Greg Stark <[EMAIL PROTECTED]> writes:
> There's nothing about the way Postgres spinlocks are coded that affects this?

No.  AFAICS our spinlock sequences are pretty much equivalent to the way
the Linux kernel codes its spinlocks, so there's no deep dark knowledge
to be mined there.

We could possibly use some more-efficient blocking mechanism than semop()
once we've decided we have to block (it's a shame Linux still doesn't
have cross-process POSIX semaphores).  But the striking thing I learned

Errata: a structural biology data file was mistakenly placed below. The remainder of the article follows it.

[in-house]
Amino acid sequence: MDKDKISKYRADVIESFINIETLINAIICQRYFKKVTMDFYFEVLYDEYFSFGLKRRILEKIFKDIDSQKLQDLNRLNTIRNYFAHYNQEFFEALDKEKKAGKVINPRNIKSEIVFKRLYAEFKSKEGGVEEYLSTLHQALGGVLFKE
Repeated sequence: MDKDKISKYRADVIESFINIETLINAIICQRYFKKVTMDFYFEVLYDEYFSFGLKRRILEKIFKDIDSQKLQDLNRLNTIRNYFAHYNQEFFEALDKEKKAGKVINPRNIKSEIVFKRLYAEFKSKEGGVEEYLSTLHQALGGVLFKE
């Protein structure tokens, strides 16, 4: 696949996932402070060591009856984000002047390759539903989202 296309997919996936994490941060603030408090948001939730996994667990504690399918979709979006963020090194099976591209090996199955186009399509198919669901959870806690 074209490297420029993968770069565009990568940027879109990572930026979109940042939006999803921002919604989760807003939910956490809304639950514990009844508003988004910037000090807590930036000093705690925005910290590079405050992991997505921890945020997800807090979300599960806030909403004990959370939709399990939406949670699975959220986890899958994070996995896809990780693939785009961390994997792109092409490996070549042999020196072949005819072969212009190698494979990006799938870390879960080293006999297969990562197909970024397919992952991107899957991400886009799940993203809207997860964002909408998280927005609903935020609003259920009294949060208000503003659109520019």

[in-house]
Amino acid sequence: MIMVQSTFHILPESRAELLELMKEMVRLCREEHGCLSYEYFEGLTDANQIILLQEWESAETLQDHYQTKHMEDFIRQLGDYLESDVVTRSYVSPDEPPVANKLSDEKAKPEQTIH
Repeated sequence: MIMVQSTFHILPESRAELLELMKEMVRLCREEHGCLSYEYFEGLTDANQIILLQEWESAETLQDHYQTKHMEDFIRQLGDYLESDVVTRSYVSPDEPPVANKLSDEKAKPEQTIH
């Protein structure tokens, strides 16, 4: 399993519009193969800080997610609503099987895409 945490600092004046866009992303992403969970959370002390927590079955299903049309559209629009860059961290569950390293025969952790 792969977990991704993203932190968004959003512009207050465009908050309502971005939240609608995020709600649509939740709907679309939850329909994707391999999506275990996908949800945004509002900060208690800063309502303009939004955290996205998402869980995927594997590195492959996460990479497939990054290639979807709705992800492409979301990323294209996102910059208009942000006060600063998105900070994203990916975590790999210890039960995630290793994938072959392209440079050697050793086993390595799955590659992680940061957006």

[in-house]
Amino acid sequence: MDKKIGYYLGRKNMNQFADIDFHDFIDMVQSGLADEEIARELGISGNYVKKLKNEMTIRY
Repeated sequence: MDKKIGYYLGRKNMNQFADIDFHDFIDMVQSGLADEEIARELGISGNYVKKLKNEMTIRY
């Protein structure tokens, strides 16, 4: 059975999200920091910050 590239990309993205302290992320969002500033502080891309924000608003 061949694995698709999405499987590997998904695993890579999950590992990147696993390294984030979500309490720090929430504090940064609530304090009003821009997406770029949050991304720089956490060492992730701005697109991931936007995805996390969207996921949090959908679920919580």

from looking at the oprofile results is that most of the inefficiency
comes at the very first TAS() operation, before we've even "spun" let
alone decided we have to block.  The s_lock() subroutine does not
account for more than a few percent of the runtime in these tests,
compared to 15% at the inline TAS() operations in LWLockAcquire and
LWLockRelease.  I interpret this to mean that once it's acquired
ownership of the cache line, a Xeon can get through the "spinning"
loop in s_lock() mighty quickly.

                        regards, tom lane

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